Saturday, November 8, 2008

Future Savvy

I don’t usually discuss or review books in this space, so this is an exception. I’ve just read Future Savvy by Adam Gordon (a fellow member of the Association of Professional Futurists), and I think it’s worth sharing.

The premise of the book is that each of us is subjected to a lot of advice about the future, whether in the media, in our careers, newsletter, blogs, etc. Gordon’s point is that you need to understand how to separate the good information from the bad. How to recognize bias and spin.

Gordon lumps nearly all information about trends, forecasts, predictions, market research, and other forward looking information under the term “forecast.” I found that a little jarring at first, but got used to it. He needed a collective term, and that works. He then divides forecasts into two types, “future-aligning” forecasts which help people or organizations prepare for or deal with the future and “future-influencing” forecasts that seek to influence opinions or events in order to change the future in their preferred direction.

Gordon then lays out what I felt was a good mini-course in statistics and surveys, but without numbers or formulas. Just basic ‘how this works’ stuff. Easy to read and understand, while offering the tools for critical analysis of forecasts. He follows that with a chapter on how to recognize bias, both natural and intentional, then asks you to consider your own biases and assumptions.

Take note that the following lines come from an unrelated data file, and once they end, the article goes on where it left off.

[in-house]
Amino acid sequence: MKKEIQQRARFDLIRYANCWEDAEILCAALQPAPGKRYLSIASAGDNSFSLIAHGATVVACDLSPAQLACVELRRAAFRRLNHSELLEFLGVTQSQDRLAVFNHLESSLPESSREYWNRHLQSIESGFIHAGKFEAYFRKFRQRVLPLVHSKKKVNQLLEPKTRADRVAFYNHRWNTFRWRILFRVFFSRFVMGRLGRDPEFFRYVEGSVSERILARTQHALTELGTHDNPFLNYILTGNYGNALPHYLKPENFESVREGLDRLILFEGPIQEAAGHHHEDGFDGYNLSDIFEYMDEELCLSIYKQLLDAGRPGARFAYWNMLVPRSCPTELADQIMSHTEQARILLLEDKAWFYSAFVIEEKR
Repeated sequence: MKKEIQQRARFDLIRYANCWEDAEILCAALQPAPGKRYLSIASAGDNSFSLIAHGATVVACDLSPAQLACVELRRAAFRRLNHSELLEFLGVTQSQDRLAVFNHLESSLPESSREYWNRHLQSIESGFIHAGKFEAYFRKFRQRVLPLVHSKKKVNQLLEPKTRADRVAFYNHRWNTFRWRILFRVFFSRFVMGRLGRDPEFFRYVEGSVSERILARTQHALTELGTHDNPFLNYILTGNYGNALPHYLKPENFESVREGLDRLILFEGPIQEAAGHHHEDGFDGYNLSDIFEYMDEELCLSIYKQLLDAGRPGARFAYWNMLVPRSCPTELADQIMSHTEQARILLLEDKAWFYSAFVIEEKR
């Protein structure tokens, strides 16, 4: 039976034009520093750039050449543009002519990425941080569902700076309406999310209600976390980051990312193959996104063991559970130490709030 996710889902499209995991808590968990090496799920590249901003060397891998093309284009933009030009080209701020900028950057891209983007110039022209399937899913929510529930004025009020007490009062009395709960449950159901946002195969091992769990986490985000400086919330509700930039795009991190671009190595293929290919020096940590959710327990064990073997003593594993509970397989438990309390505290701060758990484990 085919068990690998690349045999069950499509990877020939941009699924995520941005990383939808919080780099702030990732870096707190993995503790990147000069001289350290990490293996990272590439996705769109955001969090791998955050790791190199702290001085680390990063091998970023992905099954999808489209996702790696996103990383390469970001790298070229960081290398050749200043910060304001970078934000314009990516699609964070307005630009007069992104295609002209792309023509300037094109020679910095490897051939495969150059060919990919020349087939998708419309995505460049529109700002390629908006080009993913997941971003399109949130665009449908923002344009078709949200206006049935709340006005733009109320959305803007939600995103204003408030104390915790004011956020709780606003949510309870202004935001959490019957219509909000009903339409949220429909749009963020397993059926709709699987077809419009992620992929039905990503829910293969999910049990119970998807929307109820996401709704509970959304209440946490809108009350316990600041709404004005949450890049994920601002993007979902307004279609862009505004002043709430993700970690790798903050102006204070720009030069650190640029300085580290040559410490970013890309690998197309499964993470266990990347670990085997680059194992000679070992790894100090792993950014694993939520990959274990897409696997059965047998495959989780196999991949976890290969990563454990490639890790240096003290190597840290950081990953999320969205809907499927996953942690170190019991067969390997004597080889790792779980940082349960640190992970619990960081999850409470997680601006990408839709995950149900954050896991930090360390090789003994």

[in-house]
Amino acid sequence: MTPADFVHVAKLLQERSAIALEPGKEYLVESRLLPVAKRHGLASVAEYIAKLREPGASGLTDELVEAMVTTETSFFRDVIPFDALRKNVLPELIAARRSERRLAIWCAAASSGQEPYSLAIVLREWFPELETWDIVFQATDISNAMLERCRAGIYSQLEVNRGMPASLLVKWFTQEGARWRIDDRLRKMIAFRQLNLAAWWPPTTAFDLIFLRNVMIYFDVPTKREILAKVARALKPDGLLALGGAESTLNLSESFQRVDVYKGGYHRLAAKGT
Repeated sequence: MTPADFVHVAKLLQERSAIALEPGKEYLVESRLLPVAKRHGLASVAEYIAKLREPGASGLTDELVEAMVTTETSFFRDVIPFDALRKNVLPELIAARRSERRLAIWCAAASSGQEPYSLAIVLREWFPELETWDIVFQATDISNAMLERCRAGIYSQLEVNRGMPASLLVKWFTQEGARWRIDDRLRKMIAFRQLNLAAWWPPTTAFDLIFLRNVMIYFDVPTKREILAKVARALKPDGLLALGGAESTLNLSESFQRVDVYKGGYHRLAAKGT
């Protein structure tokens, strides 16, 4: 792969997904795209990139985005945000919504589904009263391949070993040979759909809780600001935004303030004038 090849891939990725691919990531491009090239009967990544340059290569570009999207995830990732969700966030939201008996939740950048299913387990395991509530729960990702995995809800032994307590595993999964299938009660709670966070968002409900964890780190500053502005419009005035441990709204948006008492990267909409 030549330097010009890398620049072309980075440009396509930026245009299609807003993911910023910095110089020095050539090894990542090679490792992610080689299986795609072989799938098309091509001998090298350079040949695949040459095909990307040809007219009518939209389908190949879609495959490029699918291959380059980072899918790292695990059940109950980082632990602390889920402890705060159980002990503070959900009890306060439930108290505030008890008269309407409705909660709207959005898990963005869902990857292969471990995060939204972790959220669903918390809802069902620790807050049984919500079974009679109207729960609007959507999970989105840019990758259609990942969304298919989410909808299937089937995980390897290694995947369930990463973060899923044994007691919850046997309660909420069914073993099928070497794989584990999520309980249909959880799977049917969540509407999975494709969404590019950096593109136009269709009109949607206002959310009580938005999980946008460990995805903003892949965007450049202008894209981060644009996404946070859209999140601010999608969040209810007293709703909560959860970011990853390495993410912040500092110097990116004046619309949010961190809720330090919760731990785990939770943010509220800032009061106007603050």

From that background in critical analysis of forecasts, Gordon moves on to explaining some of the methods used in creating forecasts, including how to use the methods and describing their strengths and weaknesses. This includes a chapter on systems perspective and a chapter on scenarios that is subtitled “How it’s better to be vaguely right than exactly wrong.”

The final chapters of the book offer several specific examples of forecasts (including their web addresses) followed by Gordon’s analysis of the strengths and weaknesses of each forecast. He then closes with a list of questions the reader should ask (and why) about any forecast.

This book will change the way most readers look at forecasts, projections and surveys, to their benefit.

Although this book is aimed at business readers, I believe Gordon offers advice that anyone can use. We all make decisions about the future every day and we read or hear information about the future constantly. Future Savvy offers some good advice on how to filter that information and how to make better decisions about the future.